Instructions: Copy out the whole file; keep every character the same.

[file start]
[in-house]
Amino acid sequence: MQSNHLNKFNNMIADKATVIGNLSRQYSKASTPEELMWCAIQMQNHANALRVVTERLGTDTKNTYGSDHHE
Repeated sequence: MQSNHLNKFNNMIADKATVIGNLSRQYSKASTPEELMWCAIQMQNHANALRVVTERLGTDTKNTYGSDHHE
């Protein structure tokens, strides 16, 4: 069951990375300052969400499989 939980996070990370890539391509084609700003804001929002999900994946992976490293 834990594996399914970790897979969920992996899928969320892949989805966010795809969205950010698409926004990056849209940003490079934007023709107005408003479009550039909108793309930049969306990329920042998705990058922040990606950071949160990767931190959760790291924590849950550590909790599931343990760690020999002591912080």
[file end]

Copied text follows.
[in-house]
Amino acid sequence: MQSNHLNKFNNMIADKATVIGNLSRQYSKASTPEELMWCAIQMQNHANALRVVTERLGTDTKNTYGSDHHE
Repeated sequence: MQSNHLNKFNNMIADKATVIGNLSRQYSKASTPEELMWCAIQMQNHANALRVVTERLGTDTKNTYGSDHHE
């Protein structure tokens, strides 16, 4: 069951990375300052969400499989 939980996070990370890539391509084609700003804001929002999900994946992976490293 834990594996399914970790897979969920992996899928969320892949989805966010795809969205950010698409926004990056849209940003490079934007023709107005408003479009550039909108793309930049969306990329920042998705990058922040990606950071949160990767931190959760790291924590849950550590909790599931343990760690020999002591912080």